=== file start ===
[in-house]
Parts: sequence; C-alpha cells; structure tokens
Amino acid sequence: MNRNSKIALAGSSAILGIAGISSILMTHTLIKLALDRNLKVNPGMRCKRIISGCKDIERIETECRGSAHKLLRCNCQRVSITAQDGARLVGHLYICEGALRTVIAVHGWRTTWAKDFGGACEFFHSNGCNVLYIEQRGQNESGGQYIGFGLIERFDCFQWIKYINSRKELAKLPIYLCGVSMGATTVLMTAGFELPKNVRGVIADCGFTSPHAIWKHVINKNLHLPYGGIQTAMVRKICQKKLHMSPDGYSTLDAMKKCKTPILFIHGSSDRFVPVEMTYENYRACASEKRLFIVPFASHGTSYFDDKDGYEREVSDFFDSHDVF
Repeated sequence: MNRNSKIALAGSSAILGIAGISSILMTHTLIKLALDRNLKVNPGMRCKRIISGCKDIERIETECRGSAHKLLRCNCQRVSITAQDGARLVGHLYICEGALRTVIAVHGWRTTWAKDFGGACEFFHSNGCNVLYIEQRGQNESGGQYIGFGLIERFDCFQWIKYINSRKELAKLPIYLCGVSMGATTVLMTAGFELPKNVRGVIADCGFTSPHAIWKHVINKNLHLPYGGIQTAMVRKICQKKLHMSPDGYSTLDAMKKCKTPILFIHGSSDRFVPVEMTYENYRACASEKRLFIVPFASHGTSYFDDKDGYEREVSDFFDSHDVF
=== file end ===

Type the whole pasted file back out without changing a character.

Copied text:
[in-house]
Parts: sequence; C-alpha cells; structure tokens
Amino acid sequence: MNRNSKIALAGSSAILGIAGISSILMTHTLIKLALDRNLKVNPGMRCKRIISGCKDIERIETECRGSAHKLLRCNCQRVSITAQDGARLVGHLYICEGALRTVIAVHGWRTTWAKDFGGACEFFHSNGCNVLYIEQRGQNESGGQYIGFGLIERFDCFQWIKYINSRKELAKLPIYLCGVSMGATTVLMTAGFELPKNVRGVIADCGFTSPHAIWKHVINKNLHLPYGGIQTAMVRKICQKKLHMSPDGYSTLDAMKKCKTPILFIHGSSDRFVPVEMTYENYRACASEKRLFIVPFASHGTSYFDDKDGYEREVSDFFDSHDVF
Repeated sequence: MNRNSKIALAGSSAILGIAGISSILMTHTLIKLALDRNLKVNPGMRCKRIISGCKDIERIETECRGSAHKLLRCNCQRVSITAQDGARLVGHLYICEGALRTVIAVHGWRTTWAKDFGGACEFFHSNGCNVLYIEQRGQNESGGQYIGFGLIERFDCFQWIKYINSRKELAKLPIYLCGVSMGATTVLMTAGFELPKNVRGVIADCGFTSPHAIWKHVINKNLHLPYGGIQTAMVRKICQKKLHMSPDGYSTLDAMKKCKTPILFIHGSSDRFVPVEMTYENYRACASEKRLFIVPFASHGTSYFDDKDGYEREVSDFFDSHDVF